After so much preparation and hard work, this is the key event which every parent going through IVF treatment hopes will go well. It is usual practice for the male partner to have produced a sample of sperm beforehand which has been frozen in readiness. Alternatively, a fresh sample is collected just before the insemination process. Understandably, some men feel under too much pressure to perform and produce the semen required. This is why using semen which has been frozen is a practical alternative. It also allows for couples to be together when the eggs are collected, if this is an option offered at the particular fertility clinic.
The semen needs to be prepared and washed to remove any impurities which may interfere with fertilisation. The sperm are then temporarily stored in a culture medium until they are mixed with the eggs which have already been collected. They are then carefully placed into a special incubator to work their magic with each other.
Around 18-24 hours after the eggs and sperm have been combined they are examined to see if fertilisation has occurred. A specialist scientist, known as an embryologist, will look to see if there are two clear areas inside the egg. One will be the nucleus of the egg from the mother and the other will be the nucleus from the sperm of the father. This is the point where the genes from each parent combine and is known as “pro nuclei development”.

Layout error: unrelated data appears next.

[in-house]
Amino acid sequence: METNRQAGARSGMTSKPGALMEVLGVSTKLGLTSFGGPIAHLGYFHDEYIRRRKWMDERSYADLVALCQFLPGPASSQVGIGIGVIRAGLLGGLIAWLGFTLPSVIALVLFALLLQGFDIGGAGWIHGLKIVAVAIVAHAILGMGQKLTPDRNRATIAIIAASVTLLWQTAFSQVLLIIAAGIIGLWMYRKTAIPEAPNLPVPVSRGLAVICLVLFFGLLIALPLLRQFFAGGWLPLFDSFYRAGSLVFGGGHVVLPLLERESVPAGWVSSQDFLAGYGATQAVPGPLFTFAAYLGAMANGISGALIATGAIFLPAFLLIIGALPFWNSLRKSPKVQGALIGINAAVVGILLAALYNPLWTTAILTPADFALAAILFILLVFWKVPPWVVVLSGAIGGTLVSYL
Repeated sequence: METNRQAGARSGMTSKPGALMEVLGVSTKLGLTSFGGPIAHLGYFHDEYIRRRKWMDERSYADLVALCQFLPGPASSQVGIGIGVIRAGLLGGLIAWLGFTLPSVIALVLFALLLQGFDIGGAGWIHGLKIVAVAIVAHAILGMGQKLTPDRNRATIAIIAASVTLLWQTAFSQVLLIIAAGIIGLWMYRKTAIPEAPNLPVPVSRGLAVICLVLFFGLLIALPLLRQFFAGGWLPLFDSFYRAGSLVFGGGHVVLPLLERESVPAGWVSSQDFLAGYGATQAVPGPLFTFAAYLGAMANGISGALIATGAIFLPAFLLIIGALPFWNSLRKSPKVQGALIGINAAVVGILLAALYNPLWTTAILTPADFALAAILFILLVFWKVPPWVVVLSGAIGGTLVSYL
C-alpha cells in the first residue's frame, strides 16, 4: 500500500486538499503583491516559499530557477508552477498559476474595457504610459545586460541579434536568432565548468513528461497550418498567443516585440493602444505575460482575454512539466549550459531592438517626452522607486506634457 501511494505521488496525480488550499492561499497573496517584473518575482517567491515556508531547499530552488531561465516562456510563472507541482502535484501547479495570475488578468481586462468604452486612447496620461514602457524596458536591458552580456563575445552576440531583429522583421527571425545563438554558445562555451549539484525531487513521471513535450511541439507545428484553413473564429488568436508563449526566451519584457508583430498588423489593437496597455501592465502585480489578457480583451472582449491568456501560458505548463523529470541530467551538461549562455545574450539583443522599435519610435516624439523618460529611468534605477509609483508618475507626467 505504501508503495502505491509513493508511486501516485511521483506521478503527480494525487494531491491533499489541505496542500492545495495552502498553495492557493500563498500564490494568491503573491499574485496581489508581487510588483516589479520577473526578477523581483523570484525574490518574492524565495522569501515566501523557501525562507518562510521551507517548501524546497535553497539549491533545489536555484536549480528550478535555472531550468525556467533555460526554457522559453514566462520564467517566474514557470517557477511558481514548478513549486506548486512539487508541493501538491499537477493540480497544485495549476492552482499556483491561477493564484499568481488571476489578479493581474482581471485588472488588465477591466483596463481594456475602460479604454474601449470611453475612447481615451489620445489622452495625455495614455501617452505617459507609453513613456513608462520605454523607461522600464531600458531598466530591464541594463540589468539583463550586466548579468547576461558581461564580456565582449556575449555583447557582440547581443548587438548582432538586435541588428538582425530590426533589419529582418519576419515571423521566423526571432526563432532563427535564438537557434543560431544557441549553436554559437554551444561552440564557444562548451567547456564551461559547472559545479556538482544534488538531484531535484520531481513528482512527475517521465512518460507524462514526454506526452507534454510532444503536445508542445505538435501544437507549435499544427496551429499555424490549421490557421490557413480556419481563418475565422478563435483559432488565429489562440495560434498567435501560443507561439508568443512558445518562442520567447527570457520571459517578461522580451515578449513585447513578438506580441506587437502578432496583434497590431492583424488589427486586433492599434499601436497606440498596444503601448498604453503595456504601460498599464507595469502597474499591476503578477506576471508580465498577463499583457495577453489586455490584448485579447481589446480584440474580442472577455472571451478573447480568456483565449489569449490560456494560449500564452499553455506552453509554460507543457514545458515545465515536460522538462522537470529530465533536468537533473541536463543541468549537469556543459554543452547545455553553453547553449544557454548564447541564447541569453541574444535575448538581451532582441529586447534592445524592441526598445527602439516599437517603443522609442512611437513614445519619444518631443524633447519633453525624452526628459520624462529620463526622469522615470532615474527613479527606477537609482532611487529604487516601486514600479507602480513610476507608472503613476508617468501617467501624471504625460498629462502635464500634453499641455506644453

The general time frame is around 2 days after fertilisation occurring, for the embryo or embryos to be transferred into the woman’s uterus or into one of her fallopian tubes. Then it is a matter of waiting and seeing until a pregnancy test indicates if the embryo has implanted. This can be a very long two week wait with couples anxiously biding their time hoping on a positive result.
This is a highly specialised procedure and is done in cases of male infertility, when the numbers and quality of sperm are not ideal. A single sperm is injected directly into an egg with a glass pipette which is so fine, the end is too small to see. With the aid of a microscope, the scientist inserts the end of the pipette straight into the cytoplasm of the egg.
Because it is such delicate work, the table, microscope and the equipment all need to be specially stabilised to prevent any movement from hindering the process. It is also important that the nucleus of the sperm and egg are not damaged and only a single, ideal sperm is injected. If it has been successful, the cells will start to divide within the next 24 hours.
Freeze storage of embryos is done when there is an excess and they may be needed for future cycles. Transferring thawed embryos which have been frozen is, again, a complex process and not all embryos will survive the thawing process. Only those which are assessed to be in good condition and which will offer the best chance of a pregnancy are transferred. Fertility clinics generally charge a fee to store embryos.